Ensure that all floors are in good condition and safe. Yes
Provide fire exits that are usable, safe, and clean. Yes
Ensure storage areas, including garages and basements, do not house combustible materials. Not addressed
Provide working smoke detectors Yes
Provide a mailbox. No
Provide working wiring for one telephone jack. Not addressed
Provide working kitchen appliances. Yes
Provide working carbon monoxide detector. Yes
Provide a working washer/dryer. No
Provide and maintain locks and furnishing keys. If requested by tenant

*Supply of running water and hot water is excluded when heat/hot water is generated by an installation within the exclusive control of the tenant and supplied by a direct public utility connection. (AK Stat. § Sec. 34.03.100(5)(A)(B)) Or if the dwelling unit does not have a well/water provided by a public utility connection and the rental agreement states that it’s the tenant’s responsibility.

Additionally, if a rental property (specifically a single-family residence) is in an undeveloped rural area or located where public water service and sewer services have never been connected, the landlord is not liable running water, hot water, sewage, or sanitary facilities from a private system. (AK Stat. § Sec. 34.03.100(b))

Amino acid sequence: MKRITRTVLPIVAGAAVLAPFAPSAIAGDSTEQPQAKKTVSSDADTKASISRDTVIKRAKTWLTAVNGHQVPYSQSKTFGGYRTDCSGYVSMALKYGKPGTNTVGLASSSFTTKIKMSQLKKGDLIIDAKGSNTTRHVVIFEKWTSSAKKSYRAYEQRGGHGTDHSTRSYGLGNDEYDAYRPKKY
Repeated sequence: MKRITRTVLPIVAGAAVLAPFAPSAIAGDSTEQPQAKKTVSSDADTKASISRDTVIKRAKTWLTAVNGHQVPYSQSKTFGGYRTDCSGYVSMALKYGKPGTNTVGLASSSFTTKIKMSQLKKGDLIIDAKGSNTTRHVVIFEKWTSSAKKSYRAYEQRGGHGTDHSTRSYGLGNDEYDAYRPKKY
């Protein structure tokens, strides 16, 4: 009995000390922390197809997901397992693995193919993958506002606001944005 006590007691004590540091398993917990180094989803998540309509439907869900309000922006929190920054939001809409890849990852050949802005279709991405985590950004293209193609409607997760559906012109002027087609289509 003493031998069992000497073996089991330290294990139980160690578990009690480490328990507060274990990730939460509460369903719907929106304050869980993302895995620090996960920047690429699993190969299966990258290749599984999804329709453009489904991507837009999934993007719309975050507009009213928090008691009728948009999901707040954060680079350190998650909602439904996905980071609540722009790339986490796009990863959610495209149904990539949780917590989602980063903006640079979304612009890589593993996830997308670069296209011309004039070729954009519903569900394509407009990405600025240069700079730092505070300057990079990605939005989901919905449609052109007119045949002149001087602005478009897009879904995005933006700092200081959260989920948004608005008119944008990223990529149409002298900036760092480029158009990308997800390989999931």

Landlords must treat for rats, mice, roaches, or other “pests” in the rental unit.


Landlords may choose to provide additional appliances, but they are not required to under the law. If any non-landlord owned appliance fails, it’s the renter’s responsibility to repair/replace it.
However, tenants and landlords can have a written agreement that requires the tenant to be responsible for providing running water, heat, trash service, and carbon monoxide and smoke detectors—but only if the rental property is a single-family property or a duplex.

Tenant’s Right to Repairs in Alaska

For all residential properties, landlords are required to make and pay for any repairs to make the unit livable that are not caused by the tenant.

  • Sending Notice – If the tenants request repairs, the landlord will have ten days after receiving written notice to make the repairs. If the same issue recurs within six months, the tenant can terminate the lease within ten days without giving the landlord the opportunity to repair the issue a second time.